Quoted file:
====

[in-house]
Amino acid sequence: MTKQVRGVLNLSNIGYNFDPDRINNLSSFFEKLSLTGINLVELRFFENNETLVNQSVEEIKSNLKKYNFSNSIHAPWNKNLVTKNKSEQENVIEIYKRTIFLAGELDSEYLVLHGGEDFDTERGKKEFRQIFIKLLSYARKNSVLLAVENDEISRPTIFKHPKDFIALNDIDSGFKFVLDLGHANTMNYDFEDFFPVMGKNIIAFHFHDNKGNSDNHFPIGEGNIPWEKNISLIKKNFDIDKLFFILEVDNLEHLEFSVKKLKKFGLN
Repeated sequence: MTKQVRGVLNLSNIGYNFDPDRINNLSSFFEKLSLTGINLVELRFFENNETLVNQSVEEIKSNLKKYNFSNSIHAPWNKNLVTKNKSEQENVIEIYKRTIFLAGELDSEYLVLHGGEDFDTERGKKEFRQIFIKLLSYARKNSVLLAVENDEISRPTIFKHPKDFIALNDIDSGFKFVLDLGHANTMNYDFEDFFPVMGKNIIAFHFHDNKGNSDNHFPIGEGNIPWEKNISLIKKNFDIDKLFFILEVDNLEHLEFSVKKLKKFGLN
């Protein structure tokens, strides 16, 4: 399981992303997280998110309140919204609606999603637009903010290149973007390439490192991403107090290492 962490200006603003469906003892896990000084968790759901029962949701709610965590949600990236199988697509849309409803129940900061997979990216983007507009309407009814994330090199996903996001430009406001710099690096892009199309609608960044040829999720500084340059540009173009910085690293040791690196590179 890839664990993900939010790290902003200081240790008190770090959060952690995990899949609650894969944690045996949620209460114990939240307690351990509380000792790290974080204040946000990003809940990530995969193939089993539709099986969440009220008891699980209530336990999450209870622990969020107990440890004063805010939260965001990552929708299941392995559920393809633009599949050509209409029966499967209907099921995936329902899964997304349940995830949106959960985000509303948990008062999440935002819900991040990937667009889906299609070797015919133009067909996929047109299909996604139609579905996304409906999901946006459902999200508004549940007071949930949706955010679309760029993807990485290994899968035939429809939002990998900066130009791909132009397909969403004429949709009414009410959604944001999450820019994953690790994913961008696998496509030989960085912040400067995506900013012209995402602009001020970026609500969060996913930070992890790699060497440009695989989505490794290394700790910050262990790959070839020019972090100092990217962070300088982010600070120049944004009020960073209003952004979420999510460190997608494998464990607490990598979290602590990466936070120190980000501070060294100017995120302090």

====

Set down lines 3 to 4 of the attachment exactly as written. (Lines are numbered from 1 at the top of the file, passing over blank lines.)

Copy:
Repeated sequence: MTKQVRGVLNLSNIGYNFDPDRINNLSSFFEKLSLTGINLVELRFFENNETLVNQSVEEIKSNLKKYNFSNSIHAPWNKNLVTKNKSEQENVIEIYKRTIFLAGELDSEYLVLHGGEDFDTERGKKEFRQIFIKLLSYARKNSVLLAVENDEISRPTIFKHPKDFIALNDIDSGFKFVLDLGHANTMNYDFEDFFPVMGKNIIAFHFHDNKGNSDNHFPIGEGNIPWEKNISLIKKNFDIDKLFFILEVDNLEHLEFSVKKLKKFGLN
């Protein structure tokens, strides 16, 4: 399981992303997280998110309140919204609606999603637009903010290149973007390439490192991403107090290492 962490200006603003469906003892896990000084968790759901029962949701709610965590949600990236199988697509849309409803129940900061997979990216983007507009309407009814994330090199996903996001430009406001710099690096892009199309609608960044040829999720500084340059540009173009910085690293040791690196590179 890839664990993900939010790290902003200081240790008190770090959060952690995990899949609650894969944690045996949620209460114990939240307690351990509380000792790290974080204040946000990003809940990530995969193939089993539709099986969440009220008891699980209530336990999450209870622990969020107990440890004063805010939260965001990552929708299941392995559920393809633009599949050509209409029966499967209907099921995936329902899964997304349940995830949106959960985000509303948990008062999440935002819900991040990937667009889906299609070797015919133009067909996929047109299909996604139609579905996304409906999901946006459902999200508004549940007071949930949706955010679309760029993807990485290994899968035939429809939002990998900066130009791909132009397909969403004429949709009414009410959604944001999450820019994953690790994913961008696998496509030989960085912040400067995506900013012209995402602009001020970026609500969060996913930070992890790699060497440009695989989505490794290394700790910050262990790959070839020019972090100092990217962070300088982010600070120049944004009020960073209003952004979420999510460190997608494998464990607490990598979290602590990466936070120190980000501070060294100017995120302090």